Top Ten Best Practices: Employers Supporting Employee Mental Health

 

Mental health is different for each of your employees and doesn’t just refer to mental illness. As a result, major health organizations are referring to mental health as “mental well-being.”

While there’s not a specific definition of mental well-being, various studies agree that achieving a state of mental well-being includes being able to:

  • Realize one’s full potential
  • Work productively
  • Cope with the normal stresses of life
  • Contribute meaningfully to one’s community

Despite talking about mental well-being becoming more prevalent socially, many employees are still wary of discussing mental health struggles. Here’s some ways that your organization can support employee mental well-being.

ONE:  Create a Supportive, Stigma-free Environment

One of the best ways that employers can support employee mental health is through company culture. Company culture is the personality of a company and the environment in which its employees work.  It is the unifying element that holds everyone in an organization together.

  • Communicate the importance of mental health awareness.
  • Encourage employees to prioritize their mental health.
  • Check-in with employees regularly.

TWO: Tackle Workplace Stress

While it may not be possible to eliminate job stress entirely for your employees, you can help them learn how to manage it effectively. As an employer, you can take several steps to help employees reduce their work-related stress and achieve mental well-being:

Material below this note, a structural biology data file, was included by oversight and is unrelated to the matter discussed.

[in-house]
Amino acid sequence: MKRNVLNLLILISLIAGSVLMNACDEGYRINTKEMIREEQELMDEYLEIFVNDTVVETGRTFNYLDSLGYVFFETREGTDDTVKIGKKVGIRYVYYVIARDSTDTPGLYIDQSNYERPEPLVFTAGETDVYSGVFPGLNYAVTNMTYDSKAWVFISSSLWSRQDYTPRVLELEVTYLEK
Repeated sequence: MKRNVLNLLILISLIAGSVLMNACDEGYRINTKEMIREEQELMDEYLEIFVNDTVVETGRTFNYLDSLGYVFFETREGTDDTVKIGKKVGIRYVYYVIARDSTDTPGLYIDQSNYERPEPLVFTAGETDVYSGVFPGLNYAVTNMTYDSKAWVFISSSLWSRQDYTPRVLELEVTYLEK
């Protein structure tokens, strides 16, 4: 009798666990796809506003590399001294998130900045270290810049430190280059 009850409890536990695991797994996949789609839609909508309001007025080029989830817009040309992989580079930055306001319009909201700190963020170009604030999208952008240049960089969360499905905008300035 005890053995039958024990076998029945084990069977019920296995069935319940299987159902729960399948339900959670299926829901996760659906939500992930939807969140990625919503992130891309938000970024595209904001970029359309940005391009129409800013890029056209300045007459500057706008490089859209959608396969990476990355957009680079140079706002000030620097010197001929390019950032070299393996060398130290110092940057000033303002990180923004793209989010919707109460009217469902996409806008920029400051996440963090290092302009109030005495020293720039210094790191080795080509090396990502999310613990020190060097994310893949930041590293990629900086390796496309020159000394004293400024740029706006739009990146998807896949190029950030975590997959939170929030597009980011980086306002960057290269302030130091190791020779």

• Make sure that workloads are appropriate.
  • Have managers meet regularly with employees to facilitate communication.
  • Address negative and illegal actions in the workplace immediately—do not tolerate bullying, discrimination or any other similar behaviors.
  • Recognize and celebrate employees’ successes.

THREE: Prevent and Address Employee Burnout

If employees experience burnout, they are more likely to be unproductive, miss days of work and even leave the company.  Burnout is the result of prolonged and chronic workplace stress.  Employers must learn how to recognize the signs of stress and develop mitigation strategies before stress turns into burnout. For some employees, the negative effects of burnout extend beyond their work life and into their home and social lives.

FOUR: Prevent Workplace Bullying

Workplace bullying can take many forms—it can be directed at specific people or related to certain work activities. Specific definitions of bullying vary, but many describe it as negative behavior targeted at an individual, or individuals, persistently over time. Examples include: